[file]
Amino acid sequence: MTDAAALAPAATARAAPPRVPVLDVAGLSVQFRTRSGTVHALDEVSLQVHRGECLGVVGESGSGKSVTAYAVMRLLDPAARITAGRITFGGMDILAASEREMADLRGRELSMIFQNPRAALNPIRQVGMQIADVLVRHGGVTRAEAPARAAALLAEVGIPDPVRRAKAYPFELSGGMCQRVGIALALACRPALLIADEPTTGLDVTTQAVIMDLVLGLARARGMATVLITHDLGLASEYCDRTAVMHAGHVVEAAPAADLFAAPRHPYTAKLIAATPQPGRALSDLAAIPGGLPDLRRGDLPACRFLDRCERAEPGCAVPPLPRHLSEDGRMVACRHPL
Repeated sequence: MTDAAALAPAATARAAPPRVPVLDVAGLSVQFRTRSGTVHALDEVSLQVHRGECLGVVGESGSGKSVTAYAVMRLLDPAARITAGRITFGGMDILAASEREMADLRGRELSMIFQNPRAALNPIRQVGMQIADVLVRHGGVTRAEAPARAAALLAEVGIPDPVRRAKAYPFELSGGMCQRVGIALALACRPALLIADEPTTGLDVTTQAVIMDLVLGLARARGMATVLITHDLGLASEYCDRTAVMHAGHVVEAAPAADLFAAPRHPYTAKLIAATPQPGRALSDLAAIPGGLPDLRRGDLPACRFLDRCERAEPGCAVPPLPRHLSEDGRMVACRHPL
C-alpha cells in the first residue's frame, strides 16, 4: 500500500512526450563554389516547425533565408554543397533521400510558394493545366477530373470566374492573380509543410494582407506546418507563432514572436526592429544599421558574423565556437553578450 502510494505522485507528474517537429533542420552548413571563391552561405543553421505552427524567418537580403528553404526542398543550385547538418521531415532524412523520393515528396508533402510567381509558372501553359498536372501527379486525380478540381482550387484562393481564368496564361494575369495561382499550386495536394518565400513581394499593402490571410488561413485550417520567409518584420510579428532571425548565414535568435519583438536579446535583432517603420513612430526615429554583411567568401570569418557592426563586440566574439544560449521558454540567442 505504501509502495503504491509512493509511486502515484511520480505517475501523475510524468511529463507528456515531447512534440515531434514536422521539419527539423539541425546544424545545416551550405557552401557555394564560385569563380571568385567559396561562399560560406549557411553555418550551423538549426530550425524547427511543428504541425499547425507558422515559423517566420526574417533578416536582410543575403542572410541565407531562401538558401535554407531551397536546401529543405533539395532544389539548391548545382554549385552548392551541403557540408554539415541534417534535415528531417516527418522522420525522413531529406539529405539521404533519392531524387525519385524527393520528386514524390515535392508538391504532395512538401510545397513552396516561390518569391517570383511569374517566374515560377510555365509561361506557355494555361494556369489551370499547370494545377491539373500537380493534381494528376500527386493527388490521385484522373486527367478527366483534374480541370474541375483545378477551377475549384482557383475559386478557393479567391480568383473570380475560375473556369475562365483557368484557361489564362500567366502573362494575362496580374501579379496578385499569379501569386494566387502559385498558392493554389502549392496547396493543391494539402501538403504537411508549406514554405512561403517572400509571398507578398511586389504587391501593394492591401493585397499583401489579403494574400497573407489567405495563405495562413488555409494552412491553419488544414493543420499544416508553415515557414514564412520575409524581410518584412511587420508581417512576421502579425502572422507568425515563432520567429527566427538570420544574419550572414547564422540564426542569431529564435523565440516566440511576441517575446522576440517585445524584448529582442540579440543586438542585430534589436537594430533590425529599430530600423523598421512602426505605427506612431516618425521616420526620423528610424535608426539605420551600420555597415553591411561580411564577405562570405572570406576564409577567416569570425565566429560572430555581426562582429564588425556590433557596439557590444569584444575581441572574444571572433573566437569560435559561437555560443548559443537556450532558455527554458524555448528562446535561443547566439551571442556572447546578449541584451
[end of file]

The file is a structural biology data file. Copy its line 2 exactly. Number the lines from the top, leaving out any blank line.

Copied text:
Repeated sequence: MTDAAALAPAATARAAPPRVPVLDVAGLSVQFRTRSGTVHALDEVSLQVHRGECLGVVGESGSGKSVTAYAVMRLLDPAARITAGRITFGGMDILAASEREMADLRGRELSMIFQNPRAALNPIRQVGMQIADVLVRHGGVTRAEAPARAAALLAEVGIPDPVRRAKAYPFELSGGMCQRVGIALALACRPALLIADEPTTGLDVTTQAVIMDLVLGLARARGMATVLITHDLGLASEYCDRTAVMHAGHVVEAAPAADLFAAPRHPYTAKLIAATPQPGRALSDLAAIPGGLPDLRRGDLPACRFLDRCERAEPGCAVPPLPRHLSEDGRMVACRHPL